The Pulse | Society | South Asia

India Rolls Out New COVID-19 Vaccines Amid Rampant Skepticism

The country’s approval of two vaccines whose efficacies are not completely known has prompted many to accuse the Modi government of vaccine nationalism.

India Rolls Out New COVID-19 Vaccines Amid Rampant Skepticism
Credit: Flickr/NIAID

With India’s drug regulatory authority, the Central Drugs Standard Control Organization (CDSCO), approving emergency use of two coronavirus vaccines, Covishield and Covaxin, the world’s biggest vaccination drive is poised for take-off.

Vaccination of some 300 million frontline health workers, the elderly, and people with co-morbidities is set to begin on January 13. The country has a total population of 1.3 billion.

India is among the countries worst hit by the COVID-19 pandemic. With 10,374,93 coronavirus infections, it has the world’s second largest COVID-19 caseload. While the number of daily infections has been falling in recent weeks, there is concern over new variants of the virus hitting the country.

Approval of the vaccines was therefore a positive development that was expected to give India’s fight against the coronavirus a shot in the arm.

However, the vaccination drive has run into controversy even before its roll-out, with vaccine experts raising questions about the vaccine’s efficacy.

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Covishield, developed by AstraZeneca and Oxford University, is being manufactured by the Serum Institute of India (SII) while Covaxin was developed locally by Bharat Biotech with the government-run Indian Council for Medical Research.

Both manufacturers have impressive experience in the field; SII is the world’s largest vaccine manufacturer and Bharat Biotech is a reputed drug manufacturer that has played an important role in the world’s fight against the rotavirus, hepatitis, Zika, and Japanese encephalitis.

So why have the vaccine approvals kicked up heated debate in the country?

Covishield has undergone Phase 3 trials in the U.K. as well as India. While data from the U.K. trials indicates 70.4 percent efficacy, data from Phase 3 of the Indian trials has not been made public yet. As for Covaxin, Phase 3 trials are still underway. No data is available regarding its efficacy.

Vaccine experts are questioning the government’s decision to approve the vaccines in the absence of adequate efficacy data.

“There is absolutely no efficacy data [on Covaxin] that has been presented [to India’s drug control authority] or published [in medical journals]” by Bharat Biotech, Gagandeep Kang, a professor at the Christian Medical College, Vellore and a leading Indian expert on the subject has pointed out.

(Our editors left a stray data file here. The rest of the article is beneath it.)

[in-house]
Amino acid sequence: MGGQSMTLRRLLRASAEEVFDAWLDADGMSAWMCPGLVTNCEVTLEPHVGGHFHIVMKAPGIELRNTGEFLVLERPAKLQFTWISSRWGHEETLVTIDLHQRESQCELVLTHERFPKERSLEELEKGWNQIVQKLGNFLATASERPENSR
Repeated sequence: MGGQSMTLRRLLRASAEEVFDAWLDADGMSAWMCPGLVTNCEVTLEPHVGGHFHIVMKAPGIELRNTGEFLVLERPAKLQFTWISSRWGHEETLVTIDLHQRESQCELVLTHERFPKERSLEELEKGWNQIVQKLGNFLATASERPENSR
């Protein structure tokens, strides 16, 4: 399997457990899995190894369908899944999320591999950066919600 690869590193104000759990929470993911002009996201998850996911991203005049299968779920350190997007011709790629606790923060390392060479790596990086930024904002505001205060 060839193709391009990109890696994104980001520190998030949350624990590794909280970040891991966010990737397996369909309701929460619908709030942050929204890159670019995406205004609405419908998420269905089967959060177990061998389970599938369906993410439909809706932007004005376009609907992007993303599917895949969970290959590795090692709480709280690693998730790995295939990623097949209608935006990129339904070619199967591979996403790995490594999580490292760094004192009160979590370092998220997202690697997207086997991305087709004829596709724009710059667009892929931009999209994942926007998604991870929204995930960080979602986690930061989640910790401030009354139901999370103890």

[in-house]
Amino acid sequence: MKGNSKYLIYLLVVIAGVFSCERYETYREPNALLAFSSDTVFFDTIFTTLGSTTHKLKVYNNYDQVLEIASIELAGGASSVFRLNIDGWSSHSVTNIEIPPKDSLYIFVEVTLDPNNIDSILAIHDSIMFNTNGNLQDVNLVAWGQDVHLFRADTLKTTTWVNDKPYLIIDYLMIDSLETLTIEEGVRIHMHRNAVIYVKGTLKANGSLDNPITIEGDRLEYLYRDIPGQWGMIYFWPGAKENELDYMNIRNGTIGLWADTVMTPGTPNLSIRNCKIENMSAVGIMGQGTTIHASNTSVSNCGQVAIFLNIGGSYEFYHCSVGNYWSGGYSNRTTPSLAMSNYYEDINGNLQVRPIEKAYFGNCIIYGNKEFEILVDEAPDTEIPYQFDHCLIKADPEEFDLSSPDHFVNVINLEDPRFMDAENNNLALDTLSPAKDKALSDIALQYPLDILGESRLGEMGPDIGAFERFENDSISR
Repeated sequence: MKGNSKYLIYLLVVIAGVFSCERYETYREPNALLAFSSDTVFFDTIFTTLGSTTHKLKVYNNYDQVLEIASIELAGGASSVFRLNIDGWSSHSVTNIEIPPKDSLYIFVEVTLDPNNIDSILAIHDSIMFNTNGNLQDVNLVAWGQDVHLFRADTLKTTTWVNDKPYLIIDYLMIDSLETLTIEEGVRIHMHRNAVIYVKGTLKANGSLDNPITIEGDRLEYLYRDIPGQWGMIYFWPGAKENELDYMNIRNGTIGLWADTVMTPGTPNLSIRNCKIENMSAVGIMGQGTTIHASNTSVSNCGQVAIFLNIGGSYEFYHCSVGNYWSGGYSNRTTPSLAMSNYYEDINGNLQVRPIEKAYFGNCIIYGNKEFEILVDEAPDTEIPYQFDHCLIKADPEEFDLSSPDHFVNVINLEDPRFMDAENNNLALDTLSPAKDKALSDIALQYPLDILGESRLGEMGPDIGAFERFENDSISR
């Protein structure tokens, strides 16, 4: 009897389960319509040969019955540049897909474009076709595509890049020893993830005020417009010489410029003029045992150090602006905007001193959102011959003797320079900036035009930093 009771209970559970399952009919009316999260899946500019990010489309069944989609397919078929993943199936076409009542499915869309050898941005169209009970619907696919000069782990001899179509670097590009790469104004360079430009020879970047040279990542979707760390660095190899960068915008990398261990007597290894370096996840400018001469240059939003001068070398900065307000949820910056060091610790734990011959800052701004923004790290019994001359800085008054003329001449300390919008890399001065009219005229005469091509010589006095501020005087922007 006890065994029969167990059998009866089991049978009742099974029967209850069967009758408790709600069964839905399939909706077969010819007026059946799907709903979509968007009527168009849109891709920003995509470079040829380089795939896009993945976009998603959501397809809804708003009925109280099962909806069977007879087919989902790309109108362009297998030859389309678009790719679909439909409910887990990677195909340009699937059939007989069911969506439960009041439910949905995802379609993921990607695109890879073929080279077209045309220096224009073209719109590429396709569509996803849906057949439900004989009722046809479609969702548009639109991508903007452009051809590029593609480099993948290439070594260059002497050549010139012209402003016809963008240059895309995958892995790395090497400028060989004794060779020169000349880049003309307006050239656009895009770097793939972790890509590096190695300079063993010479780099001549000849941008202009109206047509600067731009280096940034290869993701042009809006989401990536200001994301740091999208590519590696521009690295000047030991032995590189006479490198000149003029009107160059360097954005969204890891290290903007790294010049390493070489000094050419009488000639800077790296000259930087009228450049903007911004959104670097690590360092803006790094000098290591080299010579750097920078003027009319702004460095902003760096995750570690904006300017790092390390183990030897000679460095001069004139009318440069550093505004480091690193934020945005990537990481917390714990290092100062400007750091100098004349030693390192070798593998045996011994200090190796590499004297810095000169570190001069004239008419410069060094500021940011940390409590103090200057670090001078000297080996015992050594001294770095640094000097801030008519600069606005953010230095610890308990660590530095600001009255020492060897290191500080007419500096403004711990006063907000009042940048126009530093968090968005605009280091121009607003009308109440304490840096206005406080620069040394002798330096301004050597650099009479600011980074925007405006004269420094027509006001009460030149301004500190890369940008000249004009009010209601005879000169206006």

“I’m completely unaware of any data that suggests that Covaxin has any efficacy against any SARS-CoV-2 strain, let alone the U.K. strain,” she said.

So why did the government rush to approve the vaccines before the completion of Phase 3 trials by Bharat Biotech? Did vaccine nationalism prompt India’s Bharatiya Janata Party (BJP) government to rush with approval for the indigenous Covaxin?

Since coming to power in 2014, the Hindu nationalist BJP has intensified its championing of a muscular nationalism. Prime Minister Narendra Modi and his ministers have often highlighted India’s scientific achievements, even drawing on myth and falsehood to burnish their sometimes exaggerated claims.

That a section of the country’s scientific establishment was mixing the quest for a vaccine with nationalism was evident in July last year when it emerged that the Indian Council of Medical Research’s director general Balram Bhargava had written to research institutions calling on them to have a vaccine ready for roll-out by August 15, India’s Independence Day. He was widely criticized for rushing the process for the quest for an effective vaccine, a process that was expected to take many months.

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The possibility of national pride overriding due scientific process in approving the vaccines cannot be ruled out.

By granting approvals before securing hard efficacy data, the government has dealt a blow to the vaccination drive. Public skepticism over the efficacy of the vaccine is bound to inhibit people from getting vaccinated.

Opposition politicians are also eroding public confidence in the COVID-19 vaccines. Describing the vaccine as a “BJP vaccine,” Samajwadi Party (SP) chief Akhilesh Yadav said he would stay away from being vaccinated and urged others to do the same. Another SP leader has warned that the vaccine could turn people impotent.

At the press briefing where the vaccine approval was announced, CDSCO chief V. D. Somani declared that the vaccine is “100 percent safe.”

The Indian government should release efficacy data to support the claim.

Otherwise, India’s political leaders, starting with Modi, should take the first vaccine shots in public to convince people that these are safe vaccines.